Camera Position 06 : Left, Right, Up, Down

Eugene Atget’s photograph of conical shrubs in Saint Cloud provides the visual resource for a discussion of how careful camera placement can affect a photograph.

Saint Cloud, 1921
Photograph by Eugene Atget

A great resource on Atget on Artsy

3 thoughts on “Camera Position 06 : Left, Right, Up, Down”

  1. Good Morning, Well its morning here, I’ve been meaning to write this for awhile and I was woken by a thunderstorm before the rest of the family so I thought I’d take my chance. I found your podcast after following a link from Nick Shere’s blog ” I can see it for you wholesale” I am working my way through from the beginning, snatching time in between family and work listening on my iPhone. I really like the “extended podcast” format. It’s a fantastic learning tool, especially suited to the talking about photos.

    I enjoyed looking at this photo, though I thought that the photo he didn’t take was also interesting, I’ve not been to St Cloud but I have visited many French Chateux and Stately homes in the Uk where I live and this collection of topiared (is that a word?) trees probably form a symmetrical vista from the chateau and he chose not to take that photo. Symmetry when we see it is often pleasing to the eye, we like balance but I don’t think it would make such a good photograph as the one Aget took, in fact in my limited time taking photos that try to be more than snap shots I’ve noticed that symmetrical photos aren’t that interesting. Perhaps we “absorb” symmetry faster and asymmetry means we look closer, draws us in.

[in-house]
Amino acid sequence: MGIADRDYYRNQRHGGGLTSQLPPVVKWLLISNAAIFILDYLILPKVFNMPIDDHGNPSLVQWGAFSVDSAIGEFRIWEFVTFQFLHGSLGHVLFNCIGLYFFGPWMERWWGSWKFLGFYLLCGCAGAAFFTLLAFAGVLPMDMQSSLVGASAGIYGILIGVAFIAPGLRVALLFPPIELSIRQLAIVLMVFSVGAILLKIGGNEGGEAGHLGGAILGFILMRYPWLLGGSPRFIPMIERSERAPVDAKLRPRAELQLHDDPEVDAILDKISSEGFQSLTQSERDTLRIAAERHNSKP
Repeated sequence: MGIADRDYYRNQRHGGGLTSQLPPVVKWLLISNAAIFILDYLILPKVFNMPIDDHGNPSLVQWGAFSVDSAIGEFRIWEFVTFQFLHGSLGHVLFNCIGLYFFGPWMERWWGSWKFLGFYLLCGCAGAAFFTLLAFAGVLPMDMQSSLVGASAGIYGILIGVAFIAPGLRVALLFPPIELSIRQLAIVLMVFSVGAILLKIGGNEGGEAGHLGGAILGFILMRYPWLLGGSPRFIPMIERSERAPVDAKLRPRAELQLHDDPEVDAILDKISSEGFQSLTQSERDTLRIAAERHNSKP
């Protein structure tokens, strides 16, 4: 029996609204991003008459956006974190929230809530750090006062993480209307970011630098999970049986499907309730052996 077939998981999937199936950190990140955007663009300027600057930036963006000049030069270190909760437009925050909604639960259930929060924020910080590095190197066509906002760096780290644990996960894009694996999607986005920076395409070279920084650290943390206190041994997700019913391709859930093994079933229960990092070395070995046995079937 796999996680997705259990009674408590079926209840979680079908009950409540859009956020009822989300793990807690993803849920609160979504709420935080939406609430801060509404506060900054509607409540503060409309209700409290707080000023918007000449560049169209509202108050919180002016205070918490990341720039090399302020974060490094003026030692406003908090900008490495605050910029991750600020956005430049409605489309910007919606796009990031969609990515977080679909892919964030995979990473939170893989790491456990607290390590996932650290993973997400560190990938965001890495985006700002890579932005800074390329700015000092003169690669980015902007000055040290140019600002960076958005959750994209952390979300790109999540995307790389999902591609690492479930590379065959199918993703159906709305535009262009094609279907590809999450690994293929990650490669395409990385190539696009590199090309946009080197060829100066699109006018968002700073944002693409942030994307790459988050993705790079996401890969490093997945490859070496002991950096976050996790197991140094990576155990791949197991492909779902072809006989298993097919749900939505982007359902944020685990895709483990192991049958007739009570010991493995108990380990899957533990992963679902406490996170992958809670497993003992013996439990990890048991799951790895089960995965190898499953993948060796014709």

Thank you for taking the time to prepare these blogs, it’s lovely to listen to and wonderful to here talk of the image on the web rather than the technology, though the engineer in me is itching to tell you what I use to take photos, I won’t!

    Thanks again


  2. Thanks, Gavin…

    Your ending comment made me smile… you engineers *love* to talk about that gear!


    Your other comments are pretty interesting… I especially like the idea that we “absorb” symmetry faster and that something that asymmetrical draws us in by asking us to consider something that’s harder to “get.”

    Glad you’re finding the podcasts useful and interesting… keep listening!


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